I've long suspected this to be true, but Kara Crabb's successful experiment has only confirmed it. "As the old saying goes, the best way to get raccoons to swarm over your body is to think like a raccoon." We know that raccoons are highly motivated by food, so she baited them with food duct-taped to her body. She was successful. And now, thanks to her work, you know that you can be, too.
We're running a fun caption contest over on our Google+ page! All you have to do is come up with a witty/funny caption. The one with the most +1s gets his/her choice of t-shirts from the neatoshop! So what are you waiting for? Get thee. (cartoon via @twaggies)
Roscoe “Fatty” Arbuckle was a million-dollar movie star in 1921, when there weren't all that many million dollar movie stars. After a Labor Day weekend party, a young actress named Virginia Rappe was hospitalized and later died. Arbuckle was the prime suspect in her death. The prosecution's evidence came from the testimony of Maude Delmont, a woman with a shady past who kept changing her story.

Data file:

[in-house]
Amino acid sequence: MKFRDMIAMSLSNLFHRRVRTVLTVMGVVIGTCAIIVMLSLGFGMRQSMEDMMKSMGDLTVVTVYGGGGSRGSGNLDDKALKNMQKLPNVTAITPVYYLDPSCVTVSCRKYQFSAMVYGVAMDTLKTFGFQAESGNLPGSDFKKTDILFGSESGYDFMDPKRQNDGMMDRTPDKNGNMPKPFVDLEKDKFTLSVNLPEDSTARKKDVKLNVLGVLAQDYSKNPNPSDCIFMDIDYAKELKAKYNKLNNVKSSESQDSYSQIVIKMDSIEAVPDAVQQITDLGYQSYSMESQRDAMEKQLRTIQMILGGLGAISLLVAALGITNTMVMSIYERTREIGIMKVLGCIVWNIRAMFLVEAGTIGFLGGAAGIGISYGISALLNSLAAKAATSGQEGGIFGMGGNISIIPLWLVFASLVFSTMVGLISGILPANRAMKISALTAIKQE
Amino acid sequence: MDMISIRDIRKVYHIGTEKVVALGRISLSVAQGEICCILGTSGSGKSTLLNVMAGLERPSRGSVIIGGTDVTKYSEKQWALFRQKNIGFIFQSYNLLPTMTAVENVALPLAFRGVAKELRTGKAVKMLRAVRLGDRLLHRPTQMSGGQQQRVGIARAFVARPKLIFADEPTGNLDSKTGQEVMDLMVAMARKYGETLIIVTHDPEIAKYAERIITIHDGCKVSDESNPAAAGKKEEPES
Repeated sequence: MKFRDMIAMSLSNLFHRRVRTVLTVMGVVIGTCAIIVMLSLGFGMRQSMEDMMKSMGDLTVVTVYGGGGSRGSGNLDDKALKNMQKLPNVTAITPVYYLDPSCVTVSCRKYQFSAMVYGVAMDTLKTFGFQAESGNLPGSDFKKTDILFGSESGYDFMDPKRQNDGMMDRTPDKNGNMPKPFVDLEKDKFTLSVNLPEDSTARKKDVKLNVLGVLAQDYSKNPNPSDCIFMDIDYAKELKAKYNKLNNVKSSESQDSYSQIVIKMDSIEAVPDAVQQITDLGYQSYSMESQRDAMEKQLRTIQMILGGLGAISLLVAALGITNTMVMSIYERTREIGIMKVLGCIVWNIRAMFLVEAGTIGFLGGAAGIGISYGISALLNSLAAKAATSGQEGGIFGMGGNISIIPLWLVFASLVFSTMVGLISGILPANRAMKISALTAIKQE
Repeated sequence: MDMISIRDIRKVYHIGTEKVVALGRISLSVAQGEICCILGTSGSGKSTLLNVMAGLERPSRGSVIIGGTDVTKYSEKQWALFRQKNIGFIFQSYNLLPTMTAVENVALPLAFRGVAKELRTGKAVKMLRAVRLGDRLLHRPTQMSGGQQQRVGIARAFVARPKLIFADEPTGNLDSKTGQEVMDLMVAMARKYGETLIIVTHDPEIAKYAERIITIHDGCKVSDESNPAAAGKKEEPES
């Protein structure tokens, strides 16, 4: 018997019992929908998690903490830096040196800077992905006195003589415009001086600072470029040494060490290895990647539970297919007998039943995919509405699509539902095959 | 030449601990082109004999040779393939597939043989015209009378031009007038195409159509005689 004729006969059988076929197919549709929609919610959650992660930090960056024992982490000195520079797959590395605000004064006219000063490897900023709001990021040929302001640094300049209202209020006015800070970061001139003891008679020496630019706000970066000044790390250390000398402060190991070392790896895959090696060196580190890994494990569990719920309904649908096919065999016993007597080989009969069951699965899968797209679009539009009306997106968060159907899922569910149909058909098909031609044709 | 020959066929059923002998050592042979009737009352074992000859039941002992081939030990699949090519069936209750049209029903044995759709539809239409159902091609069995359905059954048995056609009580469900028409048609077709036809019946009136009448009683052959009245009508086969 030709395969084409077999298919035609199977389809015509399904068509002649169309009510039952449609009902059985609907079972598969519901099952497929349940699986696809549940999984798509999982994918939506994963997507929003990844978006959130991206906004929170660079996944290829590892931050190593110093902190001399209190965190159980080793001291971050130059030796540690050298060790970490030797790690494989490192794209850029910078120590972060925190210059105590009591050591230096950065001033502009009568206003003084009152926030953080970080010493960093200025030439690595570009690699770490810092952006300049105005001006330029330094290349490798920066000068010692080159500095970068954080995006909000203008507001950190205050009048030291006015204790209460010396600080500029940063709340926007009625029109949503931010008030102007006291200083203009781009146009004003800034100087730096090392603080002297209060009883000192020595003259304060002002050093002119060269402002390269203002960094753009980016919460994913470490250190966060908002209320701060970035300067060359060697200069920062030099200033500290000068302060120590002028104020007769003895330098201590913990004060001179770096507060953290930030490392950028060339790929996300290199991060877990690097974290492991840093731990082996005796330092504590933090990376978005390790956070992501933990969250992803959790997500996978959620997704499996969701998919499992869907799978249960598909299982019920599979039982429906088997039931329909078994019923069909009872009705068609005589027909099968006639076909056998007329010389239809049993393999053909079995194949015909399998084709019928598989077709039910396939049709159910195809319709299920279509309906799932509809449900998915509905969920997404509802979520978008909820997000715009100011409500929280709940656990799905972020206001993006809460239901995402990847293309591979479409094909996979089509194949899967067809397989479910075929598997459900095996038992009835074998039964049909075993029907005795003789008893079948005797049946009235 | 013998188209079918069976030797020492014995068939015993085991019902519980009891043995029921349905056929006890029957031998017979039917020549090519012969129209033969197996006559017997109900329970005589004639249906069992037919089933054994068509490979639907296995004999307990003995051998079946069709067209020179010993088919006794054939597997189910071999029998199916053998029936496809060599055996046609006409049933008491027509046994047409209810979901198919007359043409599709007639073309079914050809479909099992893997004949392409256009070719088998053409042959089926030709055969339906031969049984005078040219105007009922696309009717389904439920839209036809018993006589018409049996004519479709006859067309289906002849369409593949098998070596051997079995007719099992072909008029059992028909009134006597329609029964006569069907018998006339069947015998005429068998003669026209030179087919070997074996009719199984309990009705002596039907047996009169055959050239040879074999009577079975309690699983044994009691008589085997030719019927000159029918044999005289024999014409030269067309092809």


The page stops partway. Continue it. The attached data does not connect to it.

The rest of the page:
The newspapers never questioned Delmont’s version of events, and they kept flogging Arbuckle. His reputation was in a shambles, even after his friends Buster Keaton and Charlie Chaplin vouched for his character.
But Arbuckle’s lawyers introduced medical evidence showing that Rappe had had a chronic bladder condition, and her autopsy concluded that there “were no marks of violence on the body, no signs that the girl had been attacked in any way.” (The defense also had witnesses with damaging information about Rappe’s past, but Arbuckle wouldn’t let them testify, he said, out of respect for the dead.) The doctor who treated Rappe at the hotel testified that she had told him Arbuckle did not try to sexually assault her, but the prosecutor got the point dismissed as hearsay.